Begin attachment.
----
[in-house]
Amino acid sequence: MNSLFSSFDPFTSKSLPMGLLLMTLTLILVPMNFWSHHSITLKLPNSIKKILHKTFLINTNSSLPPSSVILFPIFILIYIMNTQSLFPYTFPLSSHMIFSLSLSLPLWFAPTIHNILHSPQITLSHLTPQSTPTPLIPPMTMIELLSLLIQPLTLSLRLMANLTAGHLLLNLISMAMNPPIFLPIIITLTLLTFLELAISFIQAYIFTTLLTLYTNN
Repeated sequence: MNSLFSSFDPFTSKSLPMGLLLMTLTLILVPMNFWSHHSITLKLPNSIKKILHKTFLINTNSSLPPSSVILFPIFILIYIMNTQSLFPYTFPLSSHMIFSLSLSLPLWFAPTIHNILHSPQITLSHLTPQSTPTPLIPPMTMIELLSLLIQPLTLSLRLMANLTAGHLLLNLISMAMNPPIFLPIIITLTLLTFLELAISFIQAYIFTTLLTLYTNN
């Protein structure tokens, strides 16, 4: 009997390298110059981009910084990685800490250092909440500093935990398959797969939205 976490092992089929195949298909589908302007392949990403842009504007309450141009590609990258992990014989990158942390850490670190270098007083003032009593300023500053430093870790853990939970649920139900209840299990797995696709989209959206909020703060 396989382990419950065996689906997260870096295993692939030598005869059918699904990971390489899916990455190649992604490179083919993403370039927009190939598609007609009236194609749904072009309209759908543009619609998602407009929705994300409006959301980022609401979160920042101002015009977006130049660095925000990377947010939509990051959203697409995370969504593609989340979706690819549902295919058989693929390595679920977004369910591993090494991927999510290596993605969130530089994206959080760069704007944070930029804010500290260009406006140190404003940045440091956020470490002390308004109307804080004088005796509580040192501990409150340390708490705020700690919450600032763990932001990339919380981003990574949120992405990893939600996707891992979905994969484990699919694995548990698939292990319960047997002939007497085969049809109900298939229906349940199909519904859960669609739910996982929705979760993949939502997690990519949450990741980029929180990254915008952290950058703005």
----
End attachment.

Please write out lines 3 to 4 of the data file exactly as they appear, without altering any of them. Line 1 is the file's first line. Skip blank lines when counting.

Repeated sequence: MNSLFSSFDPFTSKSLPMGLLLMTLTLILVPMNFWSHHSITLKLPNSIKKILHKTFLINTNSSLPPSSVILFPIFILIYIMNTQSLFPYTFPLSSHMIFSLSLSLPLWFAPTIHNILHSPQITLSHLTPQSTPTPLIPPMTMIELLSLLIQPLTLSLRLMANLTAGHLLLNLISMAMNPPIFLPIIITLTLLTFLELAISFIQAYIFTTLLTLYTNN
């Protein structure tokens, strides 16, 4: 009997390298110059981009910084990685800490250092909440500093935990398959797969939205 976490092992089929195949298909589908302007392949990403842009504007309450141009590609990258992990014989990158942390850490670190270098007083003032009593300023500053430093870790853990939970649920139900209840299990797995696709989209959206909020703060 396989382990419950065996689906997260870096295993692939030598005869059918699904990971390489899916990455190649992604490179083919993403370039927009190939598609007609009236194609749904072009309209759908543009619609998602407009929705994300409006959301980022609401979160920042101002015009977006130049660095925000990377947010939509990051959203697409995370969504593609989340979706690819549902295919058989693929390595679920977004369910591993090494991927999510290596993605969130530089994206959080760069704007944070930029804010500290260009406006140190404003940045440091956020470490002390308004109307804080004088005796509580040192501990409150340390708490705020700690919450600032763990932001990339919380981003990574949120992405990893939600996707891992979905994969484990699919694995548990698939292990319960047997002939007497085969049809109900298939229906349940199909519904859960669609739910996982929705979760993949939502997690990519949450990741980029929180990254915008952290950058703005």